I think GOOG is too deep into the mess though, and have a long way back. Not only do they have to fight thie spam mess, they also have to try to fix their Universal Search, fix Dmoz, get PR back into the ALGO and all this while they are trying to go into other markets.
I know the search team is dieffernt for other teams, and I am guessing that the Search Team right nowis pulling their hair out to get everything fixed before the public loses their faith in GOOGs SERPs. IF people start getting spyware warnings when clicking on links then I'd say they stay away from GOOG and it's going to take a long time before a trust has been built up again.
It seesm that GOOG didn't even KNOW they were there when it was first reported and when they did find out, they said it not a big deal, we just have to do an "infrastructure change" and we're done.....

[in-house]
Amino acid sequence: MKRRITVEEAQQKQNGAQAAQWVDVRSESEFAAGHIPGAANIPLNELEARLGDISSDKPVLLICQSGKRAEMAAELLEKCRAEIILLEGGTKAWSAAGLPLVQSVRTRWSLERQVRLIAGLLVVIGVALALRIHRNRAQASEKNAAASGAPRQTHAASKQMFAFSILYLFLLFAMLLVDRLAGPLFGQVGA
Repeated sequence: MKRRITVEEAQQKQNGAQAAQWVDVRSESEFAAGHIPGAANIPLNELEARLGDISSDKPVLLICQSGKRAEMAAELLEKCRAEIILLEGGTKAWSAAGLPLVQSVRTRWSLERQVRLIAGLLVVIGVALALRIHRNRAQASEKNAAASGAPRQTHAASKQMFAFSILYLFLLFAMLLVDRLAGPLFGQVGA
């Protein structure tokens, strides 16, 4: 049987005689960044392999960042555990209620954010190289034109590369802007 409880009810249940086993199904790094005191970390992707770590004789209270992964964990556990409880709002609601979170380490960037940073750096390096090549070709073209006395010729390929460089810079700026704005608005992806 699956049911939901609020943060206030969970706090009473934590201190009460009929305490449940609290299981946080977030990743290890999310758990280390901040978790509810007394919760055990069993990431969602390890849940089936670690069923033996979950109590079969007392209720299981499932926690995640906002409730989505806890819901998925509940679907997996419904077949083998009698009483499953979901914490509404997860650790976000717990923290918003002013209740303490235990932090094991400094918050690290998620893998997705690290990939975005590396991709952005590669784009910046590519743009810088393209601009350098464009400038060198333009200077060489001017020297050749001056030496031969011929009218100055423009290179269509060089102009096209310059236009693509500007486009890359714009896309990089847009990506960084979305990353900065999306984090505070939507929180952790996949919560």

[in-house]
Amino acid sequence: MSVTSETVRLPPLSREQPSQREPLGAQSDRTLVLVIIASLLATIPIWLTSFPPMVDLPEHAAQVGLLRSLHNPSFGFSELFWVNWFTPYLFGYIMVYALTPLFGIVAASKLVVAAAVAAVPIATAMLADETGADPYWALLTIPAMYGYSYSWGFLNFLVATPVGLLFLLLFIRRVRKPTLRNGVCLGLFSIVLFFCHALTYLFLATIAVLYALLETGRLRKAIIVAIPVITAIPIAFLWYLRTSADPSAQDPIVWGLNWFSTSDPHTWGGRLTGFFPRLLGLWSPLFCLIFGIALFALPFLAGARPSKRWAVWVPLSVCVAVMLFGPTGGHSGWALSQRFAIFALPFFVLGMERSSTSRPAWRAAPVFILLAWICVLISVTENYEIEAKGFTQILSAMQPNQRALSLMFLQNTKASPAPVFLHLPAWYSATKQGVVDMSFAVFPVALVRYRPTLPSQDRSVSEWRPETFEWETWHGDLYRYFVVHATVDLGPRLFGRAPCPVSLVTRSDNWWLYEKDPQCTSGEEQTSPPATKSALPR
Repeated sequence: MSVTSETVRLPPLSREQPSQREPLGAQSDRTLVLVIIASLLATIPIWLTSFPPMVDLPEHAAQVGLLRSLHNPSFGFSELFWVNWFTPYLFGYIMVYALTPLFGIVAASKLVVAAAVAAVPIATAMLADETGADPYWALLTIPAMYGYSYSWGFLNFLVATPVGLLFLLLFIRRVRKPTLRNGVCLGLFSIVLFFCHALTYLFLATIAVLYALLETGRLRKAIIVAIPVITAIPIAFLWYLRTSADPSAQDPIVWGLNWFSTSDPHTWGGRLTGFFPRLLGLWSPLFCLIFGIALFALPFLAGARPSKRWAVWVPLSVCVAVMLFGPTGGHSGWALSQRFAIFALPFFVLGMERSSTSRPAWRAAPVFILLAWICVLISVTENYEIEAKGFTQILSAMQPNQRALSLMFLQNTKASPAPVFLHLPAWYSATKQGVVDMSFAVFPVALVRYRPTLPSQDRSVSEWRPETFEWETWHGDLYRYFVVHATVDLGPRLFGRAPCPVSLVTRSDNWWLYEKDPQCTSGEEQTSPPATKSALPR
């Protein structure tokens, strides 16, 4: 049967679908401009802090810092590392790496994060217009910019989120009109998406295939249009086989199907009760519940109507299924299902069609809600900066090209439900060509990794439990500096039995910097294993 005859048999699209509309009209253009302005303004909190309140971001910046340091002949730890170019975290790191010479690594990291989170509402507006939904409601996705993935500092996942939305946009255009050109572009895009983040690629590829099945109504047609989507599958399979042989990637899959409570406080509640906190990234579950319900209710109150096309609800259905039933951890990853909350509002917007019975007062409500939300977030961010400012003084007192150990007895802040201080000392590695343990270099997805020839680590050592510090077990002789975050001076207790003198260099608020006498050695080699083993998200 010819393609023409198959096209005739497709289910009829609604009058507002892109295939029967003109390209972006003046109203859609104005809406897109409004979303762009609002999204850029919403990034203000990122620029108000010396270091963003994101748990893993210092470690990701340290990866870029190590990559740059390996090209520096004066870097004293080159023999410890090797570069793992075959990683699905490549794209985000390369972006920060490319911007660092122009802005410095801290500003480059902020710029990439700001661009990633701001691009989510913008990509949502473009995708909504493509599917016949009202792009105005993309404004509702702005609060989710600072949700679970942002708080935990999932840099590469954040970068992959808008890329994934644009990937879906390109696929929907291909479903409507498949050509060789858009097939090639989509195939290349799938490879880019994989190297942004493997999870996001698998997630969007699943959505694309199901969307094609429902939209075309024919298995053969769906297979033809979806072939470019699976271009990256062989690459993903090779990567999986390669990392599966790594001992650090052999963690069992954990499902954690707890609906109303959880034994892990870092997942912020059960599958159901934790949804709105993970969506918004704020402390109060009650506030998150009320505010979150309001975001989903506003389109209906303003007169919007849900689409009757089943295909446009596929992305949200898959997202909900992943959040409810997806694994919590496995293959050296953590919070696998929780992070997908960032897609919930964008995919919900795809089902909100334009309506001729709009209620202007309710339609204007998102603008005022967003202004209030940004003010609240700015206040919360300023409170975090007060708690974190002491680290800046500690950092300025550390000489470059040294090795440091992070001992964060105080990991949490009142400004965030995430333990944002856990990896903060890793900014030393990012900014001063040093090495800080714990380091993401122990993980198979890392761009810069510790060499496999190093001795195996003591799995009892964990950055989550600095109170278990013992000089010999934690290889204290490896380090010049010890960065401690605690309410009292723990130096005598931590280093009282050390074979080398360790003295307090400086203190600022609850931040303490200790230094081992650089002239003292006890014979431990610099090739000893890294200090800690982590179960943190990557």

It's been going on for 2-3 weeks now and that is the same time period people have been reporting -950 penalties and other weird penalties, while spam sites don't have problems getting a high ranking.... Someone mentioned long tail queries, and that is right on the spot! Sites that have been using long tail for a long time are hit by this mess!
9:43 pm on Sept 26, 2007 (gmt 0)

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IF people start getting spyware warnings when clicking on links then I'd say they stay away from GOOG and it's going to take a long time before a trust has been built up again.

Let's be realistic: Most people are never going to hear about this problem, and if they do, they'll put the blame on the shady sites, not on Google.